Android currently has the largest market share  in mobile operating systems globally. There are millions of Android users on various devices including smartphones, tablets, smart TVs and watches with market share as high as 91% in India and other emerging markets.

The big shock for the new version of Android is Google have dropped the “sweet treat” names and changed to a basic numerical version with Android 10 or in the developer community “Android Q”. There are several reasons why Google have done this, but it is mainly due to international understanding and cultural translation. 

However, I do think this is a sign that Google is changing the way it treats Android as a product. Which could mean a change to the way we develop for Android. More on that a little later.

The new branding with its choice of green tones has been changed to help people with visual impairments. There is a lot more being done to accommodate these kind of special requirements in app development. We have supported a few of our partners by testing and implementing W3C WAI accessibility standards/guidelines in their apps. There is a growing circulation of documentation explaining how to develop with these in mind and it appears that Google is adopting these standards and beginning to roll them out to developers on their platform.

This is what Apple currently does and it means there is a more consistent feel to its iOS operating system. Our prediction is a similar approach for Android. This will mean Play Store and development standards are likely become more rigid over the next few years.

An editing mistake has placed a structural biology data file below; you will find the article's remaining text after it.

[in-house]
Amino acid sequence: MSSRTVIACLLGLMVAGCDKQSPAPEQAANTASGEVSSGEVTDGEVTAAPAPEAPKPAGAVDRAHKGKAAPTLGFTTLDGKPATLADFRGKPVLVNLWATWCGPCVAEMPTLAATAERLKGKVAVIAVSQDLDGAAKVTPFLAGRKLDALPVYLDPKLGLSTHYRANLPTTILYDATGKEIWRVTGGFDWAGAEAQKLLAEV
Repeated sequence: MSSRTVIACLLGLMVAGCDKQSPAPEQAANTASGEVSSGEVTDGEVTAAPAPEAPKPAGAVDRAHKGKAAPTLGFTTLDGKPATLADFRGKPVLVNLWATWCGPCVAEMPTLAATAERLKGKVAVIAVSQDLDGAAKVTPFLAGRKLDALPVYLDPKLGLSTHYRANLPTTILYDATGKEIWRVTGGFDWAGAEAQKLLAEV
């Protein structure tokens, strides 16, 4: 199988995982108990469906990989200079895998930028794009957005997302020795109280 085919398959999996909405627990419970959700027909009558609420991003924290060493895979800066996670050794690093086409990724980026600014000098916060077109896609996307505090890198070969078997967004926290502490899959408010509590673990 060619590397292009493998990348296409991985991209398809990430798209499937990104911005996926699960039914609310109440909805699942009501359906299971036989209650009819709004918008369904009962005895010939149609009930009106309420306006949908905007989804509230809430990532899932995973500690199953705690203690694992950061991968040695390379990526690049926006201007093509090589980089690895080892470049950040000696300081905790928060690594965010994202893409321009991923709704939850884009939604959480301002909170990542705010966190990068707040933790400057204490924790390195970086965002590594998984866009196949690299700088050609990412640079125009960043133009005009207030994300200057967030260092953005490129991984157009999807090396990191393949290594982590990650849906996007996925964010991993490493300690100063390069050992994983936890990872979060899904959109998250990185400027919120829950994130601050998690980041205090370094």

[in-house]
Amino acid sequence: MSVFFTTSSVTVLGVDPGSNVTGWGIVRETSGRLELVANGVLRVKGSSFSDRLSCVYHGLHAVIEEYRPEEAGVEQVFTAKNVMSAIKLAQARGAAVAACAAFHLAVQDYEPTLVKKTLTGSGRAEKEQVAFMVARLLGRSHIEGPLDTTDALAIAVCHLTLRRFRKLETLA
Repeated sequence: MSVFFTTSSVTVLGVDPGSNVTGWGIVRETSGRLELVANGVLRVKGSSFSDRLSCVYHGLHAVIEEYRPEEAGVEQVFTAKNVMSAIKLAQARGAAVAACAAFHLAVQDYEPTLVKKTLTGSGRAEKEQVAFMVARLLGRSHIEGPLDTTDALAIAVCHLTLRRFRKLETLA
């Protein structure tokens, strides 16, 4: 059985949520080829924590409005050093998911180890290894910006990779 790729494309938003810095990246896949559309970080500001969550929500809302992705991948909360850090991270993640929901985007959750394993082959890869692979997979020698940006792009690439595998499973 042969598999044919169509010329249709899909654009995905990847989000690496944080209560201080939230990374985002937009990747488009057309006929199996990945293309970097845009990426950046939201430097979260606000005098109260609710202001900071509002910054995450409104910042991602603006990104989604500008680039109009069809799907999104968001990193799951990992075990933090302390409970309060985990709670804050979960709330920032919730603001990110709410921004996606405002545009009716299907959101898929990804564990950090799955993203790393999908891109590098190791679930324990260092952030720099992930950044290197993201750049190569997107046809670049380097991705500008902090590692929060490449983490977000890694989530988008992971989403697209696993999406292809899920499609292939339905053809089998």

One of the attractive things about developing for Android is the freedom it allows developers compared to iOS. Apple have historically stuck to much stricter guidelines and requirements for developing apps for their platform. Now Apple have gone all in on this approach, for reasons such as security and to create a consistent user experience. Not to mention the clear financial benefits of a closed ecosystem; how else would they sell a lightning cable for £19! This has been a turn off for some users’ but we believe Google may be gearing up to take Android down a similar path.

The current digital climate is one where security, privacy and accessibility play such a huge role in any decisions users, and the all important business market, take that Google is likely taking steps towards improving these factors exponentially. There will, I’m certain, be more rules that we as developers must adopt to meet Play Store acceptance criteria and to be honest this is likely to be a positive change.

It’s not beyond reasonable to assume that Google may begin to lock down their own devices while still providing open source Android code to form the basis of 3rd party manufacturer devices. This may give them the best of both worlds between security and flexibility

Some developers will be unhappy with the more rigorous requirements but all of these changes are designed to benefit the end user. If they get a better quality of app that behaves more like the other apps they interact with they are more likely to continue to engage with the app long term which is great for businesses trying to engage or market to their customers.

So in short we believe it’s likely Google will introduce stricter guidelines around accessibility and developing on their platform in the next couple of years. This may receive backlash from a developer community used to being reasonably unshackled as things stand but in the long term users and businesses will benefit from the changes to the apps they’re using every day.